CEDAR HILL — Anna Robles is caught between a between a rock and a hard place; or, more accurately, between a culvert and a drain.
"I don’t see how the city can be okay with this," she said. At one end of her backyard, a culvert; on the other end, a storm drain.
In between the two, there's a 120 foot long diagonal ditch that cuts right through her property.
Robles and her husband knew about it when they bought the home in 2009, but they didn’t know it would become a raging torrent during heavy rains — or that it would become overrun with vegetation after many rains.
Lined with rocks, the ditch can’t really be mowed. The brush is growing out of control, and storm water backs up in the Robles’ backyard in Cedar Hill.
Cedar Hill spokesman Corky Brown said the city does own and maintain the culvert and the drain. But as for the no-man’s-land that lies between: "It’s a matter of property and property rights."
The ditch is the homeowners’ property, but because it drains into the watershed, the city has asked them not to spray weed killer; and they can’t fill in their own backyard.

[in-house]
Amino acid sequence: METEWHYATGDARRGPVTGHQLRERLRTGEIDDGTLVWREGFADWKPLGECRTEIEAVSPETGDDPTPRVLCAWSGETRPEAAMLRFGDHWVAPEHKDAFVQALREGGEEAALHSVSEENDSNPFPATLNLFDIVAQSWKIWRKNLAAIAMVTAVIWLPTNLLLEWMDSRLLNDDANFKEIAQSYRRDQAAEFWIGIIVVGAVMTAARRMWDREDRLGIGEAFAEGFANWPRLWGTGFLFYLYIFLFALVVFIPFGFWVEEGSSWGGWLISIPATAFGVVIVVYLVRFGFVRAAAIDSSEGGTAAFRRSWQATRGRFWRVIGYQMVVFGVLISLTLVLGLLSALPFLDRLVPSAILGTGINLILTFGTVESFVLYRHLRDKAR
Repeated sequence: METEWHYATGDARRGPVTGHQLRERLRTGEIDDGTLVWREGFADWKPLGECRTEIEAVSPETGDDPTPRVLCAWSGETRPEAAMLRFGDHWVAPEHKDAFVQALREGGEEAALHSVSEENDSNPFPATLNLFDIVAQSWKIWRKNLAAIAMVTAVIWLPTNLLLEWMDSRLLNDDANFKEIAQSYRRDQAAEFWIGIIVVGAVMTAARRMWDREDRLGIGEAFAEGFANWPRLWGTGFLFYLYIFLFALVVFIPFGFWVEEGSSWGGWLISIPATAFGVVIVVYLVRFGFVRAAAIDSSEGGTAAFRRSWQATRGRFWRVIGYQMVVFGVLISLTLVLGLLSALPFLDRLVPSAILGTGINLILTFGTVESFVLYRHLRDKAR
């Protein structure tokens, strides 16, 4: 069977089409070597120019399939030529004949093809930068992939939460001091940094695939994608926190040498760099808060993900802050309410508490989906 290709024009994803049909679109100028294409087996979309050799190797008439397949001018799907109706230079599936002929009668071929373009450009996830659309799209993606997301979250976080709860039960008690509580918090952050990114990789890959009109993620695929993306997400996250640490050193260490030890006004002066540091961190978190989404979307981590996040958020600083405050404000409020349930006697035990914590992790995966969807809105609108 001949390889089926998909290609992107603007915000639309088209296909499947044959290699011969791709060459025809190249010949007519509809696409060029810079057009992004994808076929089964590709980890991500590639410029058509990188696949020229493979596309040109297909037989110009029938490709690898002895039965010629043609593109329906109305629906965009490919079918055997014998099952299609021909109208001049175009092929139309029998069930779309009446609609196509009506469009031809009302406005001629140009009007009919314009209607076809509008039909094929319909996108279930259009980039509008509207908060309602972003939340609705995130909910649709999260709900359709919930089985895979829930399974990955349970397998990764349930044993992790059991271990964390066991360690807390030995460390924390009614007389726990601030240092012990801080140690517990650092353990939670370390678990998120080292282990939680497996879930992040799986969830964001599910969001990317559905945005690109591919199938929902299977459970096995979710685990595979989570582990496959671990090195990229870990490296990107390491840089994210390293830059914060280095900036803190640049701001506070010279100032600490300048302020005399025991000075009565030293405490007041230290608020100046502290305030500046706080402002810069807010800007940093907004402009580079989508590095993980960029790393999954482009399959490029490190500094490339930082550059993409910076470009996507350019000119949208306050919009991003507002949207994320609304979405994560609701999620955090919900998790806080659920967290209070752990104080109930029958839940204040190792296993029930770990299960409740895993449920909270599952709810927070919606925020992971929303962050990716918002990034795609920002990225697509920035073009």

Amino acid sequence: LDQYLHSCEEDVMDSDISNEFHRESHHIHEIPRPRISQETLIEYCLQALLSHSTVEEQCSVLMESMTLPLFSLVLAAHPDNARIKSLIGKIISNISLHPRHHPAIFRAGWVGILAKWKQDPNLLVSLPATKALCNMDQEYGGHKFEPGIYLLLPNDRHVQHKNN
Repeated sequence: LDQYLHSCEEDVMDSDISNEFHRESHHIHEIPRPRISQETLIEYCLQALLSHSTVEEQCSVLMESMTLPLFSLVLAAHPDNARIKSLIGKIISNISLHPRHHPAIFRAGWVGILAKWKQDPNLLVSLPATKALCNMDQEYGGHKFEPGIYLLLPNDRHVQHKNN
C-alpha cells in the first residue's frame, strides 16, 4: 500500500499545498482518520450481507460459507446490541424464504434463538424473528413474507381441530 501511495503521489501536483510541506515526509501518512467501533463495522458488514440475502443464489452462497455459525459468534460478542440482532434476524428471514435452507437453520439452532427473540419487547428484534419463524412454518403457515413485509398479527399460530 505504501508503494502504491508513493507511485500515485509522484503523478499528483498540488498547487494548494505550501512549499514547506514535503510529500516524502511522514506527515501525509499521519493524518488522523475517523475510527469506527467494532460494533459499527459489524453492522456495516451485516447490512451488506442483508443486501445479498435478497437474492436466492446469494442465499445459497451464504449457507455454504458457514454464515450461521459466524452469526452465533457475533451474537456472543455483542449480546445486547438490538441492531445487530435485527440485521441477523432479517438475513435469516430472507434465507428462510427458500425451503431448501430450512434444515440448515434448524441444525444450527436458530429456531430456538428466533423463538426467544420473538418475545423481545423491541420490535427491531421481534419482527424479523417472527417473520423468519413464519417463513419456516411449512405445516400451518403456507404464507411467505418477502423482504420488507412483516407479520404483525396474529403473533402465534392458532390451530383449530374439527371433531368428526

“We can’t allow an owner to build a dam or something that would stop natural flow," Brown said. He acknowledges this is an "awkward" situation, but points out the city is willing to bury a pipe to handle the runoff.
That project would cost $25,000. The catch is, the city wants the Robles to pay $7,500 of that total.
"Unfortunately we can’t just step in there and fix it because then everyone in the city who has an issue will say, 'Hey, I need a retaining wall.' 'I need this' and 'I need that,' and there’s not enough money for those kinds of things," Brown said.
The Robles are considering the city's offer, but say they don’t understand why repairing a community storm water problem should drain their bank account.
"I think this should be completely covered by the city and done the right way like it should have been at the beginning," Anna Robles said.
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